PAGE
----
As for Santos, the new Democratic nominee who won the election a couple of episodes back: who cares? I mean, as I understand it Jimmy Smits is a handsome man, and I’ll admit that he makes a decent jedi, but I find it difficult in the extreme to make any kind of emotional or intellectual connection to the fictitious future happenings of a world that I know will end for me in 3 weeks–especially the future happenings of characters I was only introduced to a year ago. Does anybody feel strongly about the fact that Santos edged out Vinick in an extremely close election that came down to Oregon? Yeah, I didn’t think so.
What do we care about? We care about the characters we’ve been following for the better part of a decade: Toby, C.J., Donna, Josh, Charlie and Jed–and, to a lesser degree, Abby, Mallory, Margaret, Amy, poor beleaguered Will Bailey, Huck and Molly, Joey Lucas, Danny Concannon, and Nancy McNally. Thankfully, it looks like the last few episodes will focus on these characters and their futures, which we will never see (barring an ill-advised spinoff).
Speaking of which, goddamn–it sure is great to see Sam Seaborn again. I know Rob Lowe felt he had his reasons for leaving, and considering the disaster that was Sorkin’s departure I can’t say he made a mistake; but the show was far worse off without him, and it’s not like he did his career any favors by leaving his most successful role in years to head some third-tier legal drama that collapsed in a month.
Okay, so I don’t have any solid conclusion to this rambling mess. I guess I’ll just say that I’m sad to see West Wing go, even if it is a shadow of its former self. And I’m gratified that so many characters that disappeared for years (hello, Ainsley!) are making brief cameos. And I’m disappointed, though not surprised, that Sorkin declined to play any role in finishing up the show that will probably be his greatest legacy.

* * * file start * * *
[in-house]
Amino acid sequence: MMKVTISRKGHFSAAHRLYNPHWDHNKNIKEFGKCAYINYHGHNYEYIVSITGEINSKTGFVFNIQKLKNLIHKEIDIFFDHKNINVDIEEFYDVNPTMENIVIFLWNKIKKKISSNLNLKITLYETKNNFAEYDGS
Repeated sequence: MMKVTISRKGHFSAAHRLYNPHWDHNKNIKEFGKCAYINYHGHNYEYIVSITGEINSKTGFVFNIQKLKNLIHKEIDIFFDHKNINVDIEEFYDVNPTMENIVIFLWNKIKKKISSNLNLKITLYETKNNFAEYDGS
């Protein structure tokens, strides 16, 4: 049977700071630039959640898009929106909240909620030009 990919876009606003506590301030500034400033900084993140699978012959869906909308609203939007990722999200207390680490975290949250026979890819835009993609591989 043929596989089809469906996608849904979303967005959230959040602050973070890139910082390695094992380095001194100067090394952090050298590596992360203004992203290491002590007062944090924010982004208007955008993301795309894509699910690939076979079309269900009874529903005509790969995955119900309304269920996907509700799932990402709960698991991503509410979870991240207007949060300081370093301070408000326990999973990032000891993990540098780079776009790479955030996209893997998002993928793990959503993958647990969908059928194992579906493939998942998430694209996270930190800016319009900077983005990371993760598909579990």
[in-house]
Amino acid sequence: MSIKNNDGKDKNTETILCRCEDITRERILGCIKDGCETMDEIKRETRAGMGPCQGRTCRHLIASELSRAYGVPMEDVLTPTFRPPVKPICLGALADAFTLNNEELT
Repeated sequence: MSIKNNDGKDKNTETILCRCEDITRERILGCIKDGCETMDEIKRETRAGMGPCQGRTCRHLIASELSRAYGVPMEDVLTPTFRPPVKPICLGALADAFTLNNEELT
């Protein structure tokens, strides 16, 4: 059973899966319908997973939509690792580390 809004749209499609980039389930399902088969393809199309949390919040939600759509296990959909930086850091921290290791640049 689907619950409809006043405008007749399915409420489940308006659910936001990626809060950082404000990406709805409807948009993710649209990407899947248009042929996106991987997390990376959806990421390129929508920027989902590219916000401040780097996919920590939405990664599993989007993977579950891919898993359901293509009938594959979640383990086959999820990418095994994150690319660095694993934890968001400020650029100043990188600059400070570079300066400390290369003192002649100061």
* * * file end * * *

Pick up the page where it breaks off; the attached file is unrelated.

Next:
Speaking of Sorkin: he is weird. Like, I love both Sports Night and WW, but when I get all psyched about introducing someone else to one or the other (especially Sports Night) and we’re sitting there watching, sometimes it’s almost painful. I am confronted suddenly with the awkwardness of Sorkin’s dialogue or the contrivance of his plots. And I notice how many of his jokes are about domestic violence, or how many of his characters have drinking problems. I recognize lines he liked so much that he used them again and again. I see the plaintive earnestness with which he has his characters mouth his own liberal opinions, and it’s discomfiting in the extreme.
And yet, I think that a lot of these flaws are made obvious only by familiarity. And each is outweighed by a concomitant virtue. So I’m glad that Sorkin’s got a new show coming out in the fall, and I look forward to hearing more of the same tired dialogue, the same character archetypes, the same endless pedeconferencing shots, the same musical montages, the same ardent sermons, and the same damn jokes based on saying some dumb phrase over and over until the words have lost all meaning.